- Keep it close and personal – your colleagues from work and your clients will understand if you say that you are keeping the invite to family and close friends. That still allows you to invite those you are close with at work without feeling that you have to invite entire department.
- Consider the kids – Set a limit here – for example let people know that you are not inviting children under 12. If you choose to make an exception, do it carefully or you will ruffle some feathers. Sometimes the answer is to invite children to the ceremony and not to the reception – just make it clear on the invitations.
- And if you still have a problem arriving at correct number of guest, involved you families and ask for their input. It can open a can of worms on one hand, but it can also be very helpful and avoid questions and surprises later.
Keep the Peace
Remember that marriage doesn’t just combine two people – it combines two families. You may find yourself in a situation where you need to deal with requests and wishes from various family members, so –
- Lay the ground rules ahead of time – talk to both sides of the families ahead of time and let them know what your plans are.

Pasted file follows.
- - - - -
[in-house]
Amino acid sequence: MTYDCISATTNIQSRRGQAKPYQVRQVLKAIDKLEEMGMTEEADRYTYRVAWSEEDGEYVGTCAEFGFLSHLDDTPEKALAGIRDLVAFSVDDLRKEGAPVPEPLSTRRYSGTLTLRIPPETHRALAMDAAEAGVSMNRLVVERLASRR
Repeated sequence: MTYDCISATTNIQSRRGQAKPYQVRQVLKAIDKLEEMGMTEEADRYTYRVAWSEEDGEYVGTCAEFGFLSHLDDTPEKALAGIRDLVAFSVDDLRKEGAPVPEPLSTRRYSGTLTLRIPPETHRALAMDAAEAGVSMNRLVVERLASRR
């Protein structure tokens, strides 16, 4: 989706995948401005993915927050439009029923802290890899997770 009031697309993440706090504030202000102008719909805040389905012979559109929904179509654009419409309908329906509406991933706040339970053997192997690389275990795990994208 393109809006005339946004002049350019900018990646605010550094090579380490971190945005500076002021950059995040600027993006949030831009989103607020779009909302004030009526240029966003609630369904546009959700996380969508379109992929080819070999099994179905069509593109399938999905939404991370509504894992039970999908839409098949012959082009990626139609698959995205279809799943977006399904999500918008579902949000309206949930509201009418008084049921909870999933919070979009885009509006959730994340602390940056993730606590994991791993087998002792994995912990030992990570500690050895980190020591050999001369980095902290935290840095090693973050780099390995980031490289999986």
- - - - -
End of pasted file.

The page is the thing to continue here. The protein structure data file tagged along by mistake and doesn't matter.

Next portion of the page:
- That will also be helpful in them providing financial help to you – they will understand better what you are planning to do to make your day special.
- But do not let that slip over the line of being dictate how and where to do what you want to do. Make it clear to them that the decisions are yours as it is after all your day. If you allow them to have an input at the beginning, you will likely avoid possibly unwanted input at a later date.
- Keep everyone in the loop as much as possible – share details as they happen and consider inviting parents to some key event – like menu or cake tasting. Their input can be valuable and they will understand that the final decisions are yours the more you include them in the events.
- Keep mothers occupied – that does sound funny, but you may want to seriously consider that. Mothers feel responsible for making sure that your special day is as special as humanly possible and can do more damage in the process of caring then you or they would ever imagine. Mothers can be overbearing and the way to control them is to keep them in the loop and have them contribute.
- Pick your battles – this may be something you have not considered because you don’t think you need to. But weddings do include a lot of emotions and it is easy to get upset because your dad refuses to wear a tux – or something equally important. Always consider what really matters – giving up on some ideas or having to deal with an argument and a negative feelings.
- On the same note – handle your side of the family and let you fiance handle his. Let him do the talking when issues – especially sensitive ones are being discussed.
I hope this list gives you a good start – I will be posting more information on how to survive your own wedding and enjoy every minute of preparations and the actual event!